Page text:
The Supreme Court sided with Microsoft in a case that restricts the reach of U.S. patents overseas. The decision could impact other lawsuits against Microsoft and save the company billions because of the global scope of its operations.
Stocks posted their fourth straight week of gains, pushing the Dow Jones Industrial Average to its third record close in row. The markets were boosted by better-than-expected corporate earnings, which managed to outweigh a weaker-than-expected estimate of first-quarter economic growth.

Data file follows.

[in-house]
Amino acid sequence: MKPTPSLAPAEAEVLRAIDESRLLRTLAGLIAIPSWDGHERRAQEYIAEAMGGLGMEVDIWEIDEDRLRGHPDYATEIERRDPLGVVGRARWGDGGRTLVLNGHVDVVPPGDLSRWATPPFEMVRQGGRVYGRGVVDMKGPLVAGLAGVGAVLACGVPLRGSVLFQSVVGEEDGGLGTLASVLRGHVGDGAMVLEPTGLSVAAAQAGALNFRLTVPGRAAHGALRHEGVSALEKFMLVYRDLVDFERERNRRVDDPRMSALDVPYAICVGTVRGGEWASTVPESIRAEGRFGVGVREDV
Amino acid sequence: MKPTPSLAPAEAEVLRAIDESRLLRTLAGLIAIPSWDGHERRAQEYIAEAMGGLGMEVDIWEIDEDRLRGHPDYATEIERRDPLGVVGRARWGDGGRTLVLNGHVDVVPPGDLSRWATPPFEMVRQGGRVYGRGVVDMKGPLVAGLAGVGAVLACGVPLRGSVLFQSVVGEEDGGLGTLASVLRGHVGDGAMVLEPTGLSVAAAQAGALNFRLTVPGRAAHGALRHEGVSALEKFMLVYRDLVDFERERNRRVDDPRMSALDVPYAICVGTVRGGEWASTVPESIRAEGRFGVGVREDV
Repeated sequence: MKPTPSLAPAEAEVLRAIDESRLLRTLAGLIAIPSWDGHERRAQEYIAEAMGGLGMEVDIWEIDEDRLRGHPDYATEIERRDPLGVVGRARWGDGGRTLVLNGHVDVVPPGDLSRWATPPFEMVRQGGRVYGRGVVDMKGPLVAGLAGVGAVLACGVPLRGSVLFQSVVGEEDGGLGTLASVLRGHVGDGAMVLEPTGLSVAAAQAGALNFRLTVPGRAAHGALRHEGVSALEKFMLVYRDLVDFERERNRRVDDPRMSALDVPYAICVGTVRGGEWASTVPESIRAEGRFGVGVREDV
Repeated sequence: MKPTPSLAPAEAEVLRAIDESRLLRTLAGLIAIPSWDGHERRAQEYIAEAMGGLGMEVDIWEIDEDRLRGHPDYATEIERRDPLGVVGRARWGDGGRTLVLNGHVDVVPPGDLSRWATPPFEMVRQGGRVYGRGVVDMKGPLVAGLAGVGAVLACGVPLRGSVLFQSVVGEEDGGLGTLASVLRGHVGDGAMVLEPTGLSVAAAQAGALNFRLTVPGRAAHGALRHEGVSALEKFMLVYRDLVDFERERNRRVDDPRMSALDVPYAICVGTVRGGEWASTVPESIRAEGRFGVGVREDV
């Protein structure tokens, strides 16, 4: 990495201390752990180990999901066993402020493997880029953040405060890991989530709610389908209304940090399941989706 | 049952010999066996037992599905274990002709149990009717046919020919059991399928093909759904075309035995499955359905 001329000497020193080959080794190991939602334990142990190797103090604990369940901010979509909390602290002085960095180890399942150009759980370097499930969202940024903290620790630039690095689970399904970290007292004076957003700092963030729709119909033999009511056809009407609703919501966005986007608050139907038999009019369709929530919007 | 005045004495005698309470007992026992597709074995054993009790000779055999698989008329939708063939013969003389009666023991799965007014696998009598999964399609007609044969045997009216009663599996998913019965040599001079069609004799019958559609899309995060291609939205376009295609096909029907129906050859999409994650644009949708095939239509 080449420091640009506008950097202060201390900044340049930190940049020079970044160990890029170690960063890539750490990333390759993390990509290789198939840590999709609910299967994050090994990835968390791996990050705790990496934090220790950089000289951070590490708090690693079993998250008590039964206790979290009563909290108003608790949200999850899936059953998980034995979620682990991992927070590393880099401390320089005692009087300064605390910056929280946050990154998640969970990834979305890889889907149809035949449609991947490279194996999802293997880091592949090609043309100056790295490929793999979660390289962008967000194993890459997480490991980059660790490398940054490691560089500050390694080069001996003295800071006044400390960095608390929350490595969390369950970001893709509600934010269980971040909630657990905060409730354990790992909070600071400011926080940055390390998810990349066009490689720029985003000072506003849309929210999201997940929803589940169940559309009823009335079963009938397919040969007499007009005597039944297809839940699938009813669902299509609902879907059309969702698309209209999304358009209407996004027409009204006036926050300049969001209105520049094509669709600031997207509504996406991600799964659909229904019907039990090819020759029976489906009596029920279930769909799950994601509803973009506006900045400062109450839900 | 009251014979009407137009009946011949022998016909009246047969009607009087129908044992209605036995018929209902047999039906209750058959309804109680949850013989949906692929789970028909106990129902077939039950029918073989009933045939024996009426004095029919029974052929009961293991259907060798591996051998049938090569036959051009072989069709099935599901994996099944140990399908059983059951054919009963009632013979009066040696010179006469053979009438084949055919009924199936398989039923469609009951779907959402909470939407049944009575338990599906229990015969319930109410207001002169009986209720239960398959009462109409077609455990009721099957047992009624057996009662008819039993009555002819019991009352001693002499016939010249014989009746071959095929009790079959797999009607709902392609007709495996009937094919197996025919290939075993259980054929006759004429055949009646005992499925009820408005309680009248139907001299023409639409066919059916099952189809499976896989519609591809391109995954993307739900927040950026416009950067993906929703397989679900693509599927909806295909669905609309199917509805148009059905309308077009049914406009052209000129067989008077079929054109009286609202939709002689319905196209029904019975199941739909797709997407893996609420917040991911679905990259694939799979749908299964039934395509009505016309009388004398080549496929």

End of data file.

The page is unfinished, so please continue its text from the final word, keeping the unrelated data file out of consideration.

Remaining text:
With the Dow Jones Industrial Average hitting another record, investors are asking: buy or sell? Robert Zagunis, co-portfolio manager at Jensen Investment Management, and Jeff Mortimer, portfolio manager for Schwab Core Equity Funds, gave "Closing Bell" viewers their answer: buy.
As if traders are taking a collective sigh ahead of this morning's gross domestic product report, stock prices are languishing in lower territory after their recent run. Earnings news continues to power prices of some standouts, like Microsoft, which is rising after yesterday's strong report.
Microsoft reported earnings of 49 cents a share for its fiscal third quarter, topping analysts' forecasts, as revenue booked on discounted license upgrades for the new Windows Vista operating system and Office 2007 software boosted results. Microsoft's quarterly revenue of $14.4 billion also outstripped estimates.